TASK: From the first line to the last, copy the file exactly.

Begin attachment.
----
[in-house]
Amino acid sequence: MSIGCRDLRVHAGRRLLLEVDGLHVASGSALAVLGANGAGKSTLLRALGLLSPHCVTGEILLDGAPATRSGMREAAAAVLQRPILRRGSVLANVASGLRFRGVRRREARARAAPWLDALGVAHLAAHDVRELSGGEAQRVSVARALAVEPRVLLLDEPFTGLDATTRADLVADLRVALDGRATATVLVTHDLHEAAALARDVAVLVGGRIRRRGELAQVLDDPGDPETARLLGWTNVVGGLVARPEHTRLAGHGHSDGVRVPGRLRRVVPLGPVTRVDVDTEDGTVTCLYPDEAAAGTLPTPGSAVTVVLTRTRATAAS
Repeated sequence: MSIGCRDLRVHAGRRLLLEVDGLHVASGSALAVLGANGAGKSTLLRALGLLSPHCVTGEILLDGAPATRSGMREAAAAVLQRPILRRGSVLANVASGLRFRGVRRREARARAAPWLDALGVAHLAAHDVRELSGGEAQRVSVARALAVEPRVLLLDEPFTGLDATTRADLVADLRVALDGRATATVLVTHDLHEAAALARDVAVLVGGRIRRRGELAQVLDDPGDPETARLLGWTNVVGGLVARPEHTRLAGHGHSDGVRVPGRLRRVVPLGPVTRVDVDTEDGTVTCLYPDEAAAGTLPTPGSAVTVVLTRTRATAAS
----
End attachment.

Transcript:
[in-house]
Amino acid sequence: MSIGCRDLRVHAGRRLLLEVDGLHVASGSALAVLGANGAGKSTLLRALGLLSPHCVTGEILLDGAPATRSGMREAAAAVLQRPILRRGSVLANVASGLRFRGVRRREARARAAPWLDALGVAHLAAHDVRELSGGEAQRVSVARALAVEPRVLLLDEPFTGLDATTRADLVADLRVALDGRATATVLVTHDLHEAAALARDVAVLVGGRIRRRGELAQVLDDPGDPETARLLGWTNVVGGLVARPEHTRLAGHGHSDGVRVPGRLRRVVPLGPVTRVDVDTEDGTVTCLYPDEAAAGTLPTPGSAVTVVLTRTRATAAS
Repeated sequence: MSIGCRDLRVHAGRRLLLEVDGLHVASGSALAVLGANGAGKSTLLRALGLLSPHCVTGEILLDGAPATRSGMREAAAAVLQRPILRRGSVLANVASGLRFRGVRRREARARAAPWLDALGVAHLAAHDVRELSGGEAQRVSVARALAVEPRVLLLDEPFTGLDATTRADLVADLRVALDGRATATVLVTHDLHEAAALARDVAVLVGGRIRRRGELAQVLDDPGDPETARLLGWTNVVGGLVARPEHTRLAGHGHSDGVRVPGRLRRVVPLGPVTRVDVDTEDGTVTCLYPDEAAAGTLPTPGSAVTVVLTRTRATAAS